Healthcare leaders attending the Health IT Summit in San Diego, sponsored by Healthcare Informatics, had the opportunity to hear about some of the elements fueling the tremendous advances taking place these days at the Danville, Pa.-based Geisinger Health System, straight from that organization’s senior vice president and CIO, John Kravitz. Speaking on Jan. 25 at the Summit, being held at the Omni San Diego, Kravitz told attendees that all the healthcare IT advances taking place at Geisinger are tied very tightly to the organization’s overall strategic plan, a strategic plan that has evolved forward under the leadership of David T. Feinberg, M.D., who arrived in May 2015, succeeding Glenn Steele, Jr., M.D., who had already made Geisinger’s name famous for innovation in clinical performance and care quality improvement and advancement.
As Kravitz told Health IT Summit attendees on Wednesday, Geisinger’s top strategic objectives include the following: “redefine our patient experience and clinical excellence”; “create an engaging and empowering work environment”; “enhance and scale distinctive ProvenCare Portfolio capabilities; “deepen our participation in post-acute care”; “develop a sustainable and competitive go-to-market strategy” for south central Pennsylvania; achieve and sustain a successful operating margin; achieve same-day access for primary and specialty care appointments, and eliminate ER waits; and “dramatically improve patient outcomes, consistent with the highest CMS [Centers for Medicare and Medicaid Services] criteria.” With regard to its ProvenCare portfolio, Geisinger Health System has become justly renowned for its ProvenCare program, which combines evidence- and consensus-based care pathways with, in some cases, pricing guarantees for certain procedures.
Related to those priorities, Kravitz told his audience that senior leaders at Geisinger Health are determined to improve patient, family, and community satisfaction and experience. Among other elements in that push, they are studying the Ritz-Carlton Hotels organization’s Talent Plus Program; are refocusing new employee orientation on the patient experience; are incorporating individual staff into members’ performance goals, goals oriented around the patient experience; and are working with the Net Promoter Network’s “Net Promoter scores” system to improve overall satisfaction and experience for stakeholder consumers of the health system’s services.
Within the area of patient and family satisfaction, Kravitz said, “We focus on quality and outcomes, but we were logging poor patient experience 18 months ago. We get about 50,000 phone calls a week for primary care appointments, in 216 clinics. And we found that 40 percent of calls were being dropped. People couldn’t get in to make appointments, so people would call back over frustration for waiting. So we have begun the migration to Enterprise Contact Centers with an omni-channel approach. Or videoconferencing to that appointment.”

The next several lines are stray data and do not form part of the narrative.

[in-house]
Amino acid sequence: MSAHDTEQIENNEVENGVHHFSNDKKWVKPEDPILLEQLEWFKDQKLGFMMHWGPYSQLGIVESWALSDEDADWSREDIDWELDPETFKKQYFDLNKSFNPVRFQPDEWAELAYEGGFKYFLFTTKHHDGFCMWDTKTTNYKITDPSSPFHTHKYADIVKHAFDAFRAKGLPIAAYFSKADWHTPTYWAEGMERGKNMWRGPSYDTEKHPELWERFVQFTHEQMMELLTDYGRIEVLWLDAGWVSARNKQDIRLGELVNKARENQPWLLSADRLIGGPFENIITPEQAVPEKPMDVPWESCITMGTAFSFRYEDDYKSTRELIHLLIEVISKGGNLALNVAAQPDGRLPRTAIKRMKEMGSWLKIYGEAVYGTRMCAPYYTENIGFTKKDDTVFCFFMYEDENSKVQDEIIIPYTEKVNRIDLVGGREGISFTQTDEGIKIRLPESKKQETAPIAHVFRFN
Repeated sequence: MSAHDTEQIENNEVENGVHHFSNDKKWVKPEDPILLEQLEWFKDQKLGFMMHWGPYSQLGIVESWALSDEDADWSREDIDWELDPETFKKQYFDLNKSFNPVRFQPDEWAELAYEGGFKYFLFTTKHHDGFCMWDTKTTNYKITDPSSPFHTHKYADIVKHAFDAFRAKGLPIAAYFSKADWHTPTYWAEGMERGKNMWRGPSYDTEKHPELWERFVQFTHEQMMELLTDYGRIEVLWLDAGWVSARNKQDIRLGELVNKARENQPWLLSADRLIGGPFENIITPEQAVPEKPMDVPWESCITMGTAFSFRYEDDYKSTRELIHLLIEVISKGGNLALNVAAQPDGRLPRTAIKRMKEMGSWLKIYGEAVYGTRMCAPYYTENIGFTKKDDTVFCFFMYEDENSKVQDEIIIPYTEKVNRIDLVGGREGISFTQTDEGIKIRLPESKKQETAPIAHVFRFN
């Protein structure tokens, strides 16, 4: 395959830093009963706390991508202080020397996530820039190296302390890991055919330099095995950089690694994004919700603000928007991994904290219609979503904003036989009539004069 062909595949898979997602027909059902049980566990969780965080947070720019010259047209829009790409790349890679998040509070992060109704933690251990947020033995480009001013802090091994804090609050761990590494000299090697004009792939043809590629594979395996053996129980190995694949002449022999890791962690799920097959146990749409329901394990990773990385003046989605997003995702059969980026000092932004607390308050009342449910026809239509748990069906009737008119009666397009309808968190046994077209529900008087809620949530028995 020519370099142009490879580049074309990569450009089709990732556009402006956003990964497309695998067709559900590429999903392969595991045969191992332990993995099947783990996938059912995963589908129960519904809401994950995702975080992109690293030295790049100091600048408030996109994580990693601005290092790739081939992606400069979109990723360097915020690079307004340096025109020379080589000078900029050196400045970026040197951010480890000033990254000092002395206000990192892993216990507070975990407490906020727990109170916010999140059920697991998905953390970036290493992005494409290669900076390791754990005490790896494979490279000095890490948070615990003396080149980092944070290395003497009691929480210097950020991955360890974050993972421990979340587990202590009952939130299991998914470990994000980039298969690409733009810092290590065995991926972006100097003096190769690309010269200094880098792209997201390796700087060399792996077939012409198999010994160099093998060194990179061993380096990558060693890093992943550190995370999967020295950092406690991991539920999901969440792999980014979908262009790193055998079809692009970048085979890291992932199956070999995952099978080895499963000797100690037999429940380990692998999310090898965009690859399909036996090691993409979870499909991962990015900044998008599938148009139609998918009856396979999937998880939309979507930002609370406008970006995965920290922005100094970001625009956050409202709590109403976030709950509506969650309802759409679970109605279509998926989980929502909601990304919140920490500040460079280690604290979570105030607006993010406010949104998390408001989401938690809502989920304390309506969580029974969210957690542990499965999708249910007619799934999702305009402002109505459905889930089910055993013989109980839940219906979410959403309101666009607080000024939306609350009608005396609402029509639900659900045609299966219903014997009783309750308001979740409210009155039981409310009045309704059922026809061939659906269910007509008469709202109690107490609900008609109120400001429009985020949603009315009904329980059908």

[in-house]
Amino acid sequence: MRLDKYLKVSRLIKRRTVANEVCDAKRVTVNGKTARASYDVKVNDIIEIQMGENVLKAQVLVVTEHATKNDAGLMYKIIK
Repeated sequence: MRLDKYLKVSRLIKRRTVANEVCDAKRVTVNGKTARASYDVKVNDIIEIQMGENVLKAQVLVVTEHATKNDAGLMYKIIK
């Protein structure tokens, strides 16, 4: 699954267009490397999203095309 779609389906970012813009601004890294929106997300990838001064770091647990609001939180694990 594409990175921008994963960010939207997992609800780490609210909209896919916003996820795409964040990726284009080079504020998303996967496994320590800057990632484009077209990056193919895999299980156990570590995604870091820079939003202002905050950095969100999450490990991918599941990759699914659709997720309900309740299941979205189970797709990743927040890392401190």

He went on to say that “Our goal was to pick up every call on the first ring, every time.; get a same-day or next-day appointment for primary care services, and get a specialty care appointment within 10 days of request; care for our patients as if they were our family members. We’re trying to keep appointment blocs as open as possible,” he noted.
Shifting to the IT area, Kravitz told his audience that, very importantly, the overall organizational focus on service, satisfaction, and experience has shifted how the IT area of Geisinger is run, too. “We’re very performance goal-oriented,” Kravitz said. “We’ve really transformed IT to be a very metrics-driven organization. Adjust metrics over time to align to the business. IT doesn’t exist for IT; it exists to promote the business.”
Indeed, the unified data architecture initiative that Kravitz and his colleagues in IT leadership have undertaken, an effort that will make a shift towards end-user self-service around data analytics more practicable at Geisinger, has moved forward with alacrity. And that initiative has been so important that Kravitz and his IT team at Geisinger were named one of the semi-finalist teams in the Healthcare Informatics Innovator Awards program. A brief summary of the initiative can be found here, in the article on the nine semi-finalist teams. As mentioned in that article, the Geisinger IT leadership team “has been moving ahead to facilitate further work to improve outcomes and curb costs, through its project to create a Unified Data Architecture (UDA), in order to integrate all of the organization’s analytic platforms. After concepting the initiative, Geisinger leaders decided to create a big data (Hadoop) platform, as the foundation for the UDA, and as the first phase of the project. Within a year, the team established a big-data platform, based on Hadoop and other open-source components. Within that time, Geisinger project team members developed code for a source ingestion pipeline to pull in source data, perform necessary transformations, and load data into various views; and having done so, pulled in all of the source data currently populating the data warehouse (EDW), plus additional sources not in the EDW.”